A neglected orphan and a kind little girl encounter one of the most dangerous land spirits from Inuit folktales—the Amautalik. This huge creature wanders the tundra, looking for children or lone travellers. When the Amautalik finds the two children far away from the safety of their camp, she is certain of her prize. But she didn’t count on the little orphan’s quick-thinking response.
7 minutes, stop-motion animation
The animated short film The Amautalik is adapted from an Inuit folktale that has been shared by the Caribou Inuit from the Canadian Arctic for countless generations.
This story introduces us to two very common themes or messages in Inuit folktales. The first is the mistake of mistreating or neglecting orphans. Life is tough in the Arctic, and a child without a parent was often considered a burden. However, anytime an orphan character appears in a traditional Inuit story, he or she is mistreated or underestimated, which is always a mistake. The second theme or message is the value of thinking through a problem. Inuit stories always show how wisdom and quick thinking are more important than strength, or any other advantage a person might have.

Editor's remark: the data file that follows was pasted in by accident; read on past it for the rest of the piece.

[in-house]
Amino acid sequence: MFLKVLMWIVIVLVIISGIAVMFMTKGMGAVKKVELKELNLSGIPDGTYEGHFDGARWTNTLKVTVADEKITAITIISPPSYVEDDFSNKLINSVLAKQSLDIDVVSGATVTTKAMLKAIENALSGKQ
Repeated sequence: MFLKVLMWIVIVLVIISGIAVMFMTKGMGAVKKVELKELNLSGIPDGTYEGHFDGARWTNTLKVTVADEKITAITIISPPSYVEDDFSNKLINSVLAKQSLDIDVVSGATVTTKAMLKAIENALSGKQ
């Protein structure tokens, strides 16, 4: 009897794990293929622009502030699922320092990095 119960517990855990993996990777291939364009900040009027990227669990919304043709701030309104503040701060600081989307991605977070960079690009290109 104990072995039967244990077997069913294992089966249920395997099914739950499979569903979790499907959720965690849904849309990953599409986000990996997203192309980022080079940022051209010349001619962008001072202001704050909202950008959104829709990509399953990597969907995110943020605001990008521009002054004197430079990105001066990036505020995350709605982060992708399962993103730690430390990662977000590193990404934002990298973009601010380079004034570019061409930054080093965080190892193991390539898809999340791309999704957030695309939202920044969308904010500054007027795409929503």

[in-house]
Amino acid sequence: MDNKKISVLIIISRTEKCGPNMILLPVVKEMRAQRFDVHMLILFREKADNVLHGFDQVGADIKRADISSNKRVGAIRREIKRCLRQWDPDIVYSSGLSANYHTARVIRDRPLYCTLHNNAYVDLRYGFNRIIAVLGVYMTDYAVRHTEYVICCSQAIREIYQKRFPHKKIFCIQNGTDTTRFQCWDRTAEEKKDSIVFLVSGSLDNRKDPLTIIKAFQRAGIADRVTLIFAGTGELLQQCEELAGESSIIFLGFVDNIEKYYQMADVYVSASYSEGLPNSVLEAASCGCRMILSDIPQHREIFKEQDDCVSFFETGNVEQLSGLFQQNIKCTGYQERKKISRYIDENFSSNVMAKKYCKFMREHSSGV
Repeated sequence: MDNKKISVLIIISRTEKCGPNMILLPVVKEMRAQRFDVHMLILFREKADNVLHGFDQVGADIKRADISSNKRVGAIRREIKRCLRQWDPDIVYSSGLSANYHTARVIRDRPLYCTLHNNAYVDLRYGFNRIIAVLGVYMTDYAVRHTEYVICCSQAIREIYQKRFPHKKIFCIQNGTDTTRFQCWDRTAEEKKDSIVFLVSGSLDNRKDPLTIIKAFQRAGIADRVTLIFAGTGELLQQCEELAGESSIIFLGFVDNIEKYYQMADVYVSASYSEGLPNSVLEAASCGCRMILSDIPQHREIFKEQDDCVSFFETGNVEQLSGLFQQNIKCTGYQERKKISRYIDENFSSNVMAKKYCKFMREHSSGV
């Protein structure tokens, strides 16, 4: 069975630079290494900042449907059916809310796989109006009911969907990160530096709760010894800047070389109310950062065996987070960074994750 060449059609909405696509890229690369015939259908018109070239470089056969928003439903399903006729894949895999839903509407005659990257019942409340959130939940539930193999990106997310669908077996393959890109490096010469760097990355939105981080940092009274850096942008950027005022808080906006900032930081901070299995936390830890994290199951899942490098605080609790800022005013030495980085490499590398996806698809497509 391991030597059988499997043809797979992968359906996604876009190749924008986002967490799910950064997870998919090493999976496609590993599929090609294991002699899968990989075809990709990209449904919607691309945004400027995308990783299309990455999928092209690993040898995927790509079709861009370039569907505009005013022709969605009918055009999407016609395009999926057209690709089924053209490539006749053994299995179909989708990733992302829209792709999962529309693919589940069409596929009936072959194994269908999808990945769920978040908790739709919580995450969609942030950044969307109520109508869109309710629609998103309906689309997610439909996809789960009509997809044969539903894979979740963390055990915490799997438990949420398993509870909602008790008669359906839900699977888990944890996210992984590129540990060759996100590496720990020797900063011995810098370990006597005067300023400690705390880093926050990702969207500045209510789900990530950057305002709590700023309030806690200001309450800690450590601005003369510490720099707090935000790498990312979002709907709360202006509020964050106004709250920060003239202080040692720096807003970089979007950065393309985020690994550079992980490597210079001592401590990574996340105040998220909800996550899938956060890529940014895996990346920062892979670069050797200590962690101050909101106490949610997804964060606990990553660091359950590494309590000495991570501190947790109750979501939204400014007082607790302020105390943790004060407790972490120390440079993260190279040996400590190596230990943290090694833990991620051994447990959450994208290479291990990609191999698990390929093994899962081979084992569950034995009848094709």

In an attempt to transport the audience to the Far North, we decided to use stop-motion puppets shot in a green screen studio environment. Then, we created a digital Arctic environment with photographs of actual Arctic plants, rocks, bones, and other elements. Because of these production choices, I think the “look and feel” of this film is unique and authentic.
Directed by Neil Christopher
Produced by Louise Flaherty and Neil Christopher
Based on the book Stories of the Amautalik by Neil Christopher, published by Inhabit Media
Screenplay by Neil Christopher
Narrated by Laakuluk Williamson Bathory
Laakkuluk Williamson Bathory (The Amautalik)
Aasivak Paul Baril (Aviuq)
Gabrielle Aleeasuk Pelky (Nilak)
Best Children’s and Youth Production, Yorkton Film Festival (2015)
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